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  • Showing only topics with the tag "opinion". Back to normal view
    1. Where do you draw the line when it comes to what data collection one can do on you?

      (Presuming it's done purely for statistical purposes of course.) I, like most of us am personally fine with age, sex, city level location and relationship status. I really dislike using real names...

      (Presuming it's done purely for statistical purposes of course.)

      I, like most of us am personally fine with age, sex, city level location and relationship status. I really dislike using real names though since I feel like it ties you to who you are in person, which I really dislike and I support people deciding not to fill them in because in some places even what I've outlined can get you in trouble.

      10 votes
    2. Why/when do you encourage diversity of opinion?

      I sort of want to casually throw this discussion out there, because I feel like this is something people sometimes mention in the same conversations without agreeing on it's fundamentals....

      I sort of want to casually throw this discussion out there, because I feel like this is something people sometimes mention in the same conversations without agreeing on it's fundamentals. Especially when talking about sites, like Tildes, leaning too much towards one particular worldview.

      What is the goal of having diverse opinions? Why do you think it is necessary or desirable? Is it for a practical reason, or for a more ideological/principal one? What is the barometer by which you measure whether or not the level of achievement of a such a goal? And do you think it could produce undesired secondary effects?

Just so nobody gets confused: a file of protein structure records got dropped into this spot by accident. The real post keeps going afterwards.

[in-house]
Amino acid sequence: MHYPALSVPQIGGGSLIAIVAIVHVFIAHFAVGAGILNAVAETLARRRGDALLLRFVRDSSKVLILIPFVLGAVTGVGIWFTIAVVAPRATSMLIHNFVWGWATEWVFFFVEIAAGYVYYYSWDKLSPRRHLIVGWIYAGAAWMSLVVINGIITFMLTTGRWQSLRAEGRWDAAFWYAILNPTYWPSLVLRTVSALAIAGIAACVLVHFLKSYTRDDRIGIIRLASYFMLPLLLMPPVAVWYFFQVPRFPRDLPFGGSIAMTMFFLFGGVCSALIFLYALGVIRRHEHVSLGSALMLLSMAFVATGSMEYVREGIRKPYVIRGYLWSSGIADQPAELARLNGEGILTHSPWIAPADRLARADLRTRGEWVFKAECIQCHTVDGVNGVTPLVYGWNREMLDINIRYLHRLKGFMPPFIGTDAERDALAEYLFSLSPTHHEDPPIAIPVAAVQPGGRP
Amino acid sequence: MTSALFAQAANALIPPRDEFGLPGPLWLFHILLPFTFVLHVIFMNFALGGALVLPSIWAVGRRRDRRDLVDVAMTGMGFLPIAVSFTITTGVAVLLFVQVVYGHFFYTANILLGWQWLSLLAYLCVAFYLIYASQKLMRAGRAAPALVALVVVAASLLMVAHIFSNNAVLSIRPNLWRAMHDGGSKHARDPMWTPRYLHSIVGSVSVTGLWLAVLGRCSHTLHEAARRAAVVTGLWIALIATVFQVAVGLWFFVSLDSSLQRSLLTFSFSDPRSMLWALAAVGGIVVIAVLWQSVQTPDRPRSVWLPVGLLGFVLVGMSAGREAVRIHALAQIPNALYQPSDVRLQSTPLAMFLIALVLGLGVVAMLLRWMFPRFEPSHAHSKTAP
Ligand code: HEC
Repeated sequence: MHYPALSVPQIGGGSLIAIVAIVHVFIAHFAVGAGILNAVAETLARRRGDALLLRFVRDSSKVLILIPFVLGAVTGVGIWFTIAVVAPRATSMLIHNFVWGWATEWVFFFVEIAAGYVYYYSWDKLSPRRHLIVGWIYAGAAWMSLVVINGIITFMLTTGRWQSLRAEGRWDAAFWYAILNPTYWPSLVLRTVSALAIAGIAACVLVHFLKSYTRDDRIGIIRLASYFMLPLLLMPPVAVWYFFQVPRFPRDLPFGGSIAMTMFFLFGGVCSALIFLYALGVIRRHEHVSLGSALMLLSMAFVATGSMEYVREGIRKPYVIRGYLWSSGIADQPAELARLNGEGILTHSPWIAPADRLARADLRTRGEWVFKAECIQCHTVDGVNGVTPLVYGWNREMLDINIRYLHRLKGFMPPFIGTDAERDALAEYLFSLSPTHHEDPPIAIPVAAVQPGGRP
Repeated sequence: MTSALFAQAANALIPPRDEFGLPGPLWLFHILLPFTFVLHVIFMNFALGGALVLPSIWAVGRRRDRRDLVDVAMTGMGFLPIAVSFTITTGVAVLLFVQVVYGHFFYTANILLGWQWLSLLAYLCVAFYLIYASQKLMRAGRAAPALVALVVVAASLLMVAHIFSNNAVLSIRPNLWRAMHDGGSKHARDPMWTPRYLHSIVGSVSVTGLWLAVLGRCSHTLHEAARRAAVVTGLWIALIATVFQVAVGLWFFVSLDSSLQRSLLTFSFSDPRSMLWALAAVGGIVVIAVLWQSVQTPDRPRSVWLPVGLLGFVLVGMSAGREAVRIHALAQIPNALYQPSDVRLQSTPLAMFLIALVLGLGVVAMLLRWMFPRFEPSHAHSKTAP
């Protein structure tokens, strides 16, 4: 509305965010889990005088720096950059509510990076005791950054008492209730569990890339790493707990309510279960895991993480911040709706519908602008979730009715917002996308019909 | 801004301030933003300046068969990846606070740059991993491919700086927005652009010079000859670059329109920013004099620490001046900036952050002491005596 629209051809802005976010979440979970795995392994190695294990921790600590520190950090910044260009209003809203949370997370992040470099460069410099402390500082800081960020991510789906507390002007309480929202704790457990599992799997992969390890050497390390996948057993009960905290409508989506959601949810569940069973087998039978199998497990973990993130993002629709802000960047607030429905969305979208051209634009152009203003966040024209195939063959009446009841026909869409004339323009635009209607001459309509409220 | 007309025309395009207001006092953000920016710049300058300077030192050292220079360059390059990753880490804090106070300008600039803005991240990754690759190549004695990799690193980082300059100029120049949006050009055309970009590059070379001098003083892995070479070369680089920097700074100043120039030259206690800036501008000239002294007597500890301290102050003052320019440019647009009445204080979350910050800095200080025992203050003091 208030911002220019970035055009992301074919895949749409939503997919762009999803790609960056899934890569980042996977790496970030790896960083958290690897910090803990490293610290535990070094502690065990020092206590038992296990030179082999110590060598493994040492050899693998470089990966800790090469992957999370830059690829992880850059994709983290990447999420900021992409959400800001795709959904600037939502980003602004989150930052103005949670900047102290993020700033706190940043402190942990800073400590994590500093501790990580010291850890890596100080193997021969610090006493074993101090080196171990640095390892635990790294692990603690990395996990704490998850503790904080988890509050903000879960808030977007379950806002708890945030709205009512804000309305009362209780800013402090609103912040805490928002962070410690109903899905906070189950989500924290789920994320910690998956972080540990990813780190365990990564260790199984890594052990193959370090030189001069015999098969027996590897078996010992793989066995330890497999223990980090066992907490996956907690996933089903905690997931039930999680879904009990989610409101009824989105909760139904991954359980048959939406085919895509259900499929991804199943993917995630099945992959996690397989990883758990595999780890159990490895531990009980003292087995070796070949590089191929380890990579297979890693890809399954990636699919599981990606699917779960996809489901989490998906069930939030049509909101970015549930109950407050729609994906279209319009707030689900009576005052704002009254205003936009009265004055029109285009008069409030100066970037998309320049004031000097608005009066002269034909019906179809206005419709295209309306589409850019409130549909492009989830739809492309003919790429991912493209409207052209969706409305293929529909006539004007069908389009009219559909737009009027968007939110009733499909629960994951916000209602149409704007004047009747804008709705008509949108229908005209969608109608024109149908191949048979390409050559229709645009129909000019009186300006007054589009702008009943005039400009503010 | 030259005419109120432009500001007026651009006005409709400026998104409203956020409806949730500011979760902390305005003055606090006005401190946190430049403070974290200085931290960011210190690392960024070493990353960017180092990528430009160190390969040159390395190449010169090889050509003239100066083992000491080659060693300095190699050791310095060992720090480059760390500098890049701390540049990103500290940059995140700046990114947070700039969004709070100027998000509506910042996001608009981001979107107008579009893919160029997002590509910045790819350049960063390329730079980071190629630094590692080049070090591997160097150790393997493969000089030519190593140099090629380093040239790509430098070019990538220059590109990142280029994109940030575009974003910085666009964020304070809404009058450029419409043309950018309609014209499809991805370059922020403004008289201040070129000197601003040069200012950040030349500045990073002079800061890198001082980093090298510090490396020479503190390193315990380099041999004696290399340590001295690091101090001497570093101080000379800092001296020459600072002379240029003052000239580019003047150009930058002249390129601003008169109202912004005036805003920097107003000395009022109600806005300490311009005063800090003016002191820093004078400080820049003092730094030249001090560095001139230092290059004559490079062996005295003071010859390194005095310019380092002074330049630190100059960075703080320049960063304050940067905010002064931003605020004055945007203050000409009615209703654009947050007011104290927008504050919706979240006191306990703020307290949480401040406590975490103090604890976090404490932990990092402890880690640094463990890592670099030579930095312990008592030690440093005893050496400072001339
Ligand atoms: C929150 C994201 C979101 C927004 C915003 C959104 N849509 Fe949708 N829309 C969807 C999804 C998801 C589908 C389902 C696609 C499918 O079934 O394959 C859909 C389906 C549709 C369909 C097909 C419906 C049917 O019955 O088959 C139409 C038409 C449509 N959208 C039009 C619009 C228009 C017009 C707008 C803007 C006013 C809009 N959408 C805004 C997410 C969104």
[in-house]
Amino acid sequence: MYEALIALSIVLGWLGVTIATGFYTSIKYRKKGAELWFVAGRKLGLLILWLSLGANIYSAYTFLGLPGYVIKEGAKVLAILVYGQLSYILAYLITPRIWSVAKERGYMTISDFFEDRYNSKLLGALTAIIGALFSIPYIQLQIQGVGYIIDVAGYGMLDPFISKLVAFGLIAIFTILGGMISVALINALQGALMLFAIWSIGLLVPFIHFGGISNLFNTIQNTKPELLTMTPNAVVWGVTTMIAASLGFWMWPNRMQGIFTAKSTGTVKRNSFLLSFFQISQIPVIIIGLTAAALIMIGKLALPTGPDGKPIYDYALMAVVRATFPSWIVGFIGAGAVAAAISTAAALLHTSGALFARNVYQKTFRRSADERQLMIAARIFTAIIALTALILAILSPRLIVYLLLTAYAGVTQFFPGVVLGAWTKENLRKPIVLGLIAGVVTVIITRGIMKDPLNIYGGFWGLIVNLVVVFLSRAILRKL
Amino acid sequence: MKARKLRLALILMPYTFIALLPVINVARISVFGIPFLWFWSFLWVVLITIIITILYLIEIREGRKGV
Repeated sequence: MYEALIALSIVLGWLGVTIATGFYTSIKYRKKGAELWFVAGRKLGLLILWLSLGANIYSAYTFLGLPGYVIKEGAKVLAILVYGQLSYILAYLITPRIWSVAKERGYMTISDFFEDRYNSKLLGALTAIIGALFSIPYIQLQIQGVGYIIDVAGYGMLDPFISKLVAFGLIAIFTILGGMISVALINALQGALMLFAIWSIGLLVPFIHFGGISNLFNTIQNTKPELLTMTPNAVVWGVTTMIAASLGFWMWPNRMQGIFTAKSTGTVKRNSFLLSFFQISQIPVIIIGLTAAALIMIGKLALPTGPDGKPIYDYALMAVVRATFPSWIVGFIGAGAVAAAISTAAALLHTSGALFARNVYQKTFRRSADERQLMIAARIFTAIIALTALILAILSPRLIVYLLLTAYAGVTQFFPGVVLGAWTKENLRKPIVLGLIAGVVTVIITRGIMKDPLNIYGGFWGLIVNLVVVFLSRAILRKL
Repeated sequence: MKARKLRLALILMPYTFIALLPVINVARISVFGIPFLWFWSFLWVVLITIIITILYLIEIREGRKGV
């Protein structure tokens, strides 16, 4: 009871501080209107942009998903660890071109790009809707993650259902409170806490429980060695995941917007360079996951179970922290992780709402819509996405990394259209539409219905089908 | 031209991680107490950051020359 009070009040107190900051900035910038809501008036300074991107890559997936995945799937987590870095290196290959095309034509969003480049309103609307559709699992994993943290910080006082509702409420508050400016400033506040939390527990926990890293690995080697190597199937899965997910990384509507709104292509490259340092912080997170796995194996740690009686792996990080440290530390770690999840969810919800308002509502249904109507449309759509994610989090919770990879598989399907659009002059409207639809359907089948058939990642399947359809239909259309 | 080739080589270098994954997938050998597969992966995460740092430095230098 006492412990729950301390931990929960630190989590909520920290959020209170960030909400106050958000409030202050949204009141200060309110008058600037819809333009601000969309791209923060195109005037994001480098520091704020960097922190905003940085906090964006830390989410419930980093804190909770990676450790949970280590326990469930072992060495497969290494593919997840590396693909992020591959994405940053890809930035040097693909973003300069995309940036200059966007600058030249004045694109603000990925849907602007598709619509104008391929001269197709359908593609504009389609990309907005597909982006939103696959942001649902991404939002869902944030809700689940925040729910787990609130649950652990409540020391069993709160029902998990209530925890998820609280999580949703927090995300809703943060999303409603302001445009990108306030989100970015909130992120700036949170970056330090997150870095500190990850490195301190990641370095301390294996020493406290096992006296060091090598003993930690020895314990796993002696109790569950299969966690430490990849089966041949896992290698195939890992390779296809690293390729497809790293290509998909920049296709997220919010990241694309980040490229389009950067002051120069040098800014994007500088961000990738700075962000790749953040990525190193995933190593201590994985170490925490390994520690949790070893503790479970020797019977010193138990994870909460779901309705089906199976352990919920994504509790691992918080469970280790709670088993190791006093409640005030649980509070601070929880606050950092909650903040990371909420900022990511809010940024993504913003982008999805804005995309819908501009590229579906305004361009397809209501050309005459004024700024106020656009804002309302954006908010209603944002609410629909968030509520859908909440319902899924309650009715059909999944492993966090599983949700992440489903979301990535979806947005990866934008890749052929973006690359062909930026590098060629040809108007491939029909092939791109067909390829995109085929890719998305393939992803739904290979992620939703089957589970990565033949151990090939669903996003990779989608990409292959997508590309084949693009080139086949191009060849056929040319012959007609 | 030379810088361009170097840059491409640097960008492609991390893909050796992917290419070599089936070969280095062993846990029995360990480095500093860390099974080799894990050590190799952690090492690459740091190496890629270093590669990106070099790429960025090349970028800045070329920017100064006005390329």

To perhaps give a concrete hypothetical: do you think Tildes would benefit from it if we had more members who are of the opinion that the Australian Bushfires were caused in large part not by Anthropogenic Climate change but by, deliberate malicious actors (arsonists)?

      Or if you disagree with the example what would your hypothetical be?

      14 votes
    3. After reading Bad Blood (the story of Theranos) I feel conflicted.

      Tweetstorm related: https://twitter.com/bioxcession/status/1028322450910732289 Upfront: the basic premise of the book is that Theranos was an exploitative, evil company headed by two exploitative,...

      Tweetstorm related: https://twitter.com/bioxcession/status/1028322450910732289

      Upfront: the basic premise of the book is that Theranos was an exploitative, evil company headed by two exploitative, evil people. It makes an effort to not apologize for Elizabeth, or blame her actions on anyone else. She was sucked into the vortex of literally being a bloodsucker. In fact, the book - at one point - goes so far as to suggest she may be a sociopath.